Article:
Pro-life advocates are claiming victory in the latest Supreme Court ruling regarding Texas’ Heartbeat Act. Although the Court did rule that abortionists’ suits against some state officials over the implementation of Senate Bill 8 may proceed, the Court’s majority dismissed lower court injunctions against state judges and court clerks, as well as against Texas Attorney General Ken Paxton and private citizens. This decision effectively leaves the core of the Heartbeat Act firmly in place.

“No court may enjoin the world at large or purport to enjoin challenged ‘laws themselves,’” wrote Justice Neil Gorsuch in a five-member majority opinion.

Texas’ ban on abortions after a heartbeat is detected—usually around six weeks—utilizes an innovative method of enforcement, which has been the subject of debate. Instead of charging state officials such as district attorneys or the attorney general with the responsibility to prosecute violators, the law expressly bans them from enforcing the law.

Instead, citizens are enabled to privately sue abortionists for damages and a civil penalty up to $10,000. In order to prevent citizens from filing suit under the law, courts would need to either enjoin state judges and court clerks from docketing the cases or enjoin “the world at large” from filing them. The Supreme Court majority rejected requests to allow such injunctions to issue.

Dissenters complain that the Texas Heartbeat Act effectively bypasses Roe v. Wade and Planned Parenthood v. Casey because it makes it impossible for courts to enjoin enforcement of the bill prior to a private party filing suit. The threat of private lawsuits brought under the act have effectively caused a chilling effect on the abortion industry in Texas, as abortionists have been forced to choose whether to abide by the law or risk punishing litigation in the future.

“There is a fallacy in the way Americans, including judges, often speak and think about unconstitutional laws,” said Tony McDonald, a conservative civil rights lawyer from Austin. “We often speak of how courts “strike down,” laws but they don’t actually erase those laws off the books and have no power to do so. Courts can only issue injunctions against the parties in front of them. Friday’s decision acknowledged that fundamental principle.”

By an 8-1 margin in Friday’s decision, the Court ruled that abortionists are still allowed to pursue litigation in district courts challenging the Heartbeat Act, but that litigation may only proceed against members of the state’s medical board.

The abortion industry latched onto this portion of the decision in order to declare a partial victory. However, legal experts are dismissive of the effect that portion of the ruling will have as, it only allows lower courts to consider injunctions against one small set of actors who might enforce the statute. Meanwhile, millions of Texans are free to file suit under the bill if they become aware of illegal abortions being conducted in their communities.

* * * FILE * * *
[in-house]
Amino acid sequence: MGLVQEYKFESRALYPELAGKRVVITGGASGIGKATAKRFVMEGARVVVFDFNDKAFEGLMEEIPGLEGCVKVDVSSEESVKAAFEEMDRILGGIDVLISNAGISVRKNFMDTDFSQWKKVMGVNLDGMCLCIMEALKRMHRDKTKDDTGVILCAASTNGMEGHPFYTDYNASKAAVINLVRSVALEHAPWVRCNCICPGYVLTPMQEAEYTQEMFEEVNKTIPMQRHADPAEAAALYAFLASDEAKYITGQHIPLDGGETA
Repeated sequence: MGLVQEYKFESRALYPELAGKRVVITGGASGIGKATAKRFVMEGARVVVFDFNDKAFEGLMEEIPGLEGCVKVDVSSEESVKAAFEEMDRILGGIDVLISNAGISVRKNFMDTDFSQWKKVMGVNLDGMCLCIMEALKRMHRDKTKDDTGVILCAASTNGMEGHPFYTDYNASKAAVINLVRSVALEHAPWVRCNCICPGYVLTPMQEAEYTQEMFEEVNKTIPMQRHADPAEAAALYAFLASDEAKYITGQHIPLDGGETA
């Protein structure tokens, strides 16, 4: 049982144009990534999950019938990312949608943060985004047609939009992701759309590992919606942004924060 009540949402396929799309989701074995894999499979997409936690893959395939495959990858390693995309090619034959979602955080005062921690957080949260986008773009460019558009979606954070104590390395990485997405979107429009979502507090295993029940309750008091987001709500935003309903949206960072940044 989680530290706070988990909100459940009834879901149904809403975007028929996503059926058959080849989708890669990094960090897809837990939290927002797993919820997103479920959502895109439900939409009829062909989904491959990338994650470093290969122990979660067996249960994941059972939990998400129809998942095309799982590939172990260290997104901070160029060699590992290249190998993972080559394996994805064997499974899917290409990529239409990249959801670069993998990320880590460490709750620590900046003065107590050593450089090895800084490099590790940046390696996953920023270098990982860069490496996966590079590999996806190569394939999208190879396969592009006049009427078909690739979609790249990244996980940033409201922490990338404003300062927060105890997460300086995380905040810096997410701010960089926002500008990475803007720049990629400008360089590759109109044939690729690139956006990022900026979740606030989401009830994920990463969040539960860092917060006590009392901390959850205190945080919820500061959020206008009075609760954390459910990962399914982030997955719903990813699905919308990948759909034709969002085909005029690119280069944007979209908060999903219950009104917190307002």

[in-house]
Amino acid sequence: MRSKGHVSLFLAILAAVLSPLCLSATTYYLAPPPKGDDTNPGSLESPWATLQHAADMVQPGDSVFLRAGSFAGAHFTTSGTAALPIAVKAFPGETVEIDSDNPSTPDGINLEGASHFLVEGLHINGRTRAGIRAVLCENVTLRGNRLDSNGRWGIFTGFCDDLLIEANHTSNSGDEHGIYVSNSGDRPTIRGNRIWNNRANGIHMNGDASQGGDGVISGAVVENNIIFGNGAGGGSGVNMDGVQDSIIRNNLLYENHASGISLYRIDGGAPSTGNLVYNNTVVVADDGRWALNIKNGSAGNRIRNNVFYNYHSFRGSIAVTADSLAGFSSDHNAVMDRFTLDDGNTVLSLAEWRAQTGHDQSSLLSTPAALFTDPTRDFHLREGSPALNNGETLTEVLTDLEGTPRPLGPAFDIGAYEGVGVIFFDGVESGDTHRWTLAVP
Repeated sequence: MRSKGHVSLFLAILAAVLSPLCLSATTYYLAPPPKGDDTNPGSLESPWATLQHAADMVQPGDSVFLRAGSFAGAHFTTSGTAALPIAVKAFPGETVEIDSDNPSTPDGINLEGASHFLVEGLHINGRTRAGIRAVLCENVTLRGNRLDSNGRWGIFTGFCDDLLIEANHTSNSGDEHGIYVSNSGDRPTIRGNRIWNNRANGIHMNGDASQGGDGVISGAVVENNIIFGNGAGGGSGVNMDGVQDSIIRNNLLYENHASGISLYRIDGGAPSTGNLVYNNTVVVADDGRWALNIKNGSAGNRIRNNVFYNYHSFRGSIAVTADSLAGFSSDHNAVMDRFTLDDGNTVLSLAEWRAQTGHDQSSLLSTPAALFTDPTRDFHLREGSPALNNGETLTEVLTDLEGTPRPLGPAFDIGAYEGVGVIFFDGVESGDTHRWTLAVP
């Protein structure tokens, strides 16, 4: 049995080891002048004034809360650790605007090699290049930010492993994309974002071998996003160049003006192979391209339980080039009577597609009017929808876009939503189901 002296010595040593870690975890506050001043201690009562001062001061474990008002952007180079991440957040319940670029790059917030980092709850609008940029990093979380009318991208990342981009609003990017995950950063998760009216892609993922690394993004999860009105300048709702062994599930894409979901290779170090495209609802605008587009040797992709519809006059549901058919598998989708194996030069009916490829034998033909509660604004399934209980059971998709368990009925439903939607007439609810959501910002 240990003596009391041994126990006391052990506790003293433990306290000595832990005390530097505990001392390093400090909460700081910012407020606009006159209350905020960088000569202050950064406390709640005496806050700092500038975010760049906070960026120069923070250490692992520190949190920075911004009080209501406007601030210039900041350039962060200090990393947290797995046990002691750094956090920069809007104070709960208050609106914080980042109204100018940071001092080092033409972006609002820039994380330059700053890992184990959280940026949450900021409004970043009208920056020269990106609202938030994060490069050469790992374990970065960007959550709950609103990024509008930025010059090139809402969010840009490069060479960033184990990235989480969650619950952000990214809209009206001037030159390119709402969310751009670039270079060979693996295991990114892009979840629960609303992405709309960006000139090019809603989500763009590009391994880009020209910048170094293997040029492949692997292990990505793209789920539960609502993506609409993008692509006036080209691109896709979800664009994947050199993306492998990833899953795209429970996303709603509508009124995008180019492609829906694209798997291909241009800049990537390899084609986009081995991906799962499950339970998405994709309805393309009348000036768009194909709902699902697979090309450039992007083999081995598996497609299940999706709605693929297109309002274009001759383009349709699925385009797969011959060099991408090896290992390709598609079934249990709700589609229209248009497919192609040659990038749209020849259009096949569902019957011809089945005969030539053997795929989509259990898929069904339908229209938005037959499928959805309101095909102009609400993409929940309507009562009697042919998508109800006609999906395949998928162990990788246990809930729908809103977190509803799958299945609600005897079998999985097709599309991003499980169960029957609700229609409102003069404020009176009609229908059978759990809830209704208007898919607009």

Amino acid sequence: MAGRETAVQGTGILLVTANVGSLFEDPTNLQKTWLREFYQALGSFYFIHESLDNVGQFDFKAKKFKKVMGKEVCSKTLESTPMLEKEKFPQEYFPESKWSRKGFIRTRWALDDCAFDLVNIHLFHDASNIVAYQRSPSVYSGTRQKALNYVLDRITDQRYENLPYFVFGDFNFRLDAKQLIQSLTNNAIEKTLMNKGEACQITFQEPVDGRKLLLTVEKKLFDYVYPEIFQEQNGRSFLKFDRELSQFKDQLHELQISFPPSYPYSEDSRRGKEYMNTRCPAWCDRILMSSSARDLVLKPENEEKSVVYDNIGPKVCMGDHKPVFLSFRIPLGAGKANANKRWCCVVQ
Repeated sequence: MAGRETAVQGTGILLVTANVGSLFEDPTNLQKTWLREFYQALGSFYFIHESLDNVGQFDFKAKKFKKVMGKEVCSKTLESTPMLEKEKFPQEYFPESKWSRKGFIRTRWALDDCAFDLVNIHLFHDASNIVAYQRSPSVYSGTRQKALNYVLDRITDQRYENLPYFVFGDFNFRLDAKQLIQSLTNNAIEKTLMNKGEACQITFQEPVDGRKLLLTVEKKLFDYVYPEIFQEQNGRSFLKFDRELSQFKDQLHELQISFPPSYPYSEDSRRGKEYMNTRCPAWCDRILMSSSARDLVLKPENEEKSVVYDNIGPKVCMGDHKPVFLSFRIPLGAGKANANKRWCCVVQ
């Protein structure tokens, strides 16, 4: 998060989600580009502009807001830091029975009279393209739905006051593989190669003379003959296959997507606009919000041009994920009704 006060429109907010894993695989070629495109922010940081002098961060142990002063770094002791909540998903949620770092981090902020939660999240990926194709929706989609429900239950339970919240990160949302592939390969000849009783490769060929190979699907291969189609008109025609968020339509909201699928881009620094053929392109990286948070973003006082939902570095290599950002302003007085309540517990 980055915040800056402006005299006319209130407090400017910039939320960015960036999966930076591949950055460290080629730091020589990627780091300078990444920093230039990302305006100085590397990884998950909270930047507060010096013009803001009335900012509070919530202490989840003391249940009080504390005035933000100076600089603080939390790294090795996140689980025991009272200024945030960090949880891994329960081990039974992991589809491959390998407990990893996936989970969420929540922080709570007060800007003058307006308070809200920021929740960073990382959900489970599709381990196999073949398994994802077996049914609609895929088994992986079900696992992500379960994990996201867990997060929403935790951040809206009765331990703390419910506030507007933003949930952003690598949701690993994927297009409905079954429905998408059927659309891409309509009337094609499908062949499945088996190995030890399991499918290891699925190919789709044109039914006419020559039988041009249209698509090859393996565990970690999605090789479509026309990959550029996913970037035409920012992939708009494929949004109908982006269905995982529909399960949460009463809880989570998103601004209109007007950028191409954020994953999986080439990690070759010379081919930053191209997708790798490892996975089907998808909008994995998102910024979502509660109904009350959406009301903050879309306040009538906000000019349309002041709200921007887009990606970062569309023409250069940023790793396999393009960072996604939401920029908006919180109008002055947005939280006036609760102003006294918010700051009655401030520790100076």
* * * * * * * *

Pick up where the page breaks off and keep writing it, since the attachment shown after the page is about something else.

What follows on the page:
The majority decision was silent on the substantive issue of whether the Heartbeat Act violated the Constitution and was limited solely to the question of what officials and persons could be enjoined from enforcing an allegedly unconstitutional statute.

In a separate case, the Court has heard oral argument but has yet to release a ruling regarding Mississippi’s 15-week abortion ban. The Court’s decision in that case is expected to address the substantive question of whether the federal Constitution guarantees access to abortions or whether to overturn the landmark abortion-rights decisions of Roe v. Wade and Planned Parenthood v. Casey.

Texas’ largest pro-life organization spoke out regarding the decision. 

Texas Right to Life is grateful that the Texas Heartbeat Act remains in effect and that the Supreme Court stopped the Biden Administration’s pro-abortion campaign against the law,” said Senior Legislative Associate Rebecca Parmer. “The Supreme Court allowed the abortion industry’s case to continue in the lower court, and while we continue to fight for the Texas Heartbeat Act there, we’re celebrating the fact that the law will continue saving about 100 pre-born children and their mothers from abortion every day.”

Griffin White

After graduating high school with an associates degree in fine arts, Griffin chose to seek experience in his field of interest rather than attend university. He describes himself as a patriotic Fort Worth native with a passion for cars and guitars. He is now a fellow for Texas Scorecard.


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